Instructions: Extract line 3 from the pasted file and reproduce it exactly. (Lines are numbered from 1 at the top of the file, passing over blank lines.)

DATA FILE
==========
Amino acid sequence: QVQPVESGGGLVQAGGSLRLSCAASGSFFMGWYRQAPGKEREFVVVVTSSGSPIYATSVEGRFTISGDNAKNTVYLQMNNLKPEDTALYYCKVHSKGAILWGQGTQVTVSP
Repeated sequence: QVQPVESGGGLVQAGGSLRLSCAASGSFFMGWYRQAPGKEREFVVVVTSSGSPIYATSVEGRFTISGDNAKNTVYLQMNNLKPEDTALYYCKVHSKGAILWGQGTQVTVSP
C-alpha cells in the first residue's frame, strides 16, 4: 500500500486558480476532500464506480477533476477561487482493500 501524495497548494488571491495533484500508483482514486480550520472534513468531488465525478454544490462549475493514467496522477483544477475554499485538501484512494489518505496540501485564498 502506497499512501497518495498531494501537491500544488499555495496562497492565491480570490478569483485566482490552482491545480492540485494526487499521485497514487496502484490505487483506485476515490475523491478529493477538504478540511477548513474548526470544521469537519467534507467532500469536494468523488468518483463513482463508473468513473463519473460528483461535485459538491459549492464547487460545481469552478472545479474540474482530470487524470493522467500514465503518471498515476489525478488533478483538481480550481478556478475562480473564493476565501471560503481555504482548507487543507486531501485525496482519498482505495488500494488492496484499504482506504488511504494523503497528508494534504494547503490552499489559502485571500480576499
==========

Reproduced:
C-alpha cells in the first residue's frame, strides 16, 4: 500500500486558480476532500464506480477533476477561487482493500 501524495497548494488571491495533484500508483482514486480550520472534513468531488465525478454544490462549475493514467496522477483544477475554499485538501484512494489518505496540501485564498 502506497499512501497518495498531494501537491500544488499555495496562497492565491480570490478569483485566482490552482491545480492540485494526487499521485497514487496502484490505487483506485476515490475523491478529493477538504478540511477548513474548526470544521469537519467534507467532500469536494468523488468518483463513482463508473468513473463519473460528483461535485459538491459549492464547487460545481469552478472545479474540474482530470487524470493522467500514465503518471498515476489525478488533478483538481480550481478556478475562480473564493476565501471560503481555504482548507487543507486531501485525496482519498482505495488500494488492496484499504482506504488511504494523503497528508494534504494547503490552499489559502485571500480576499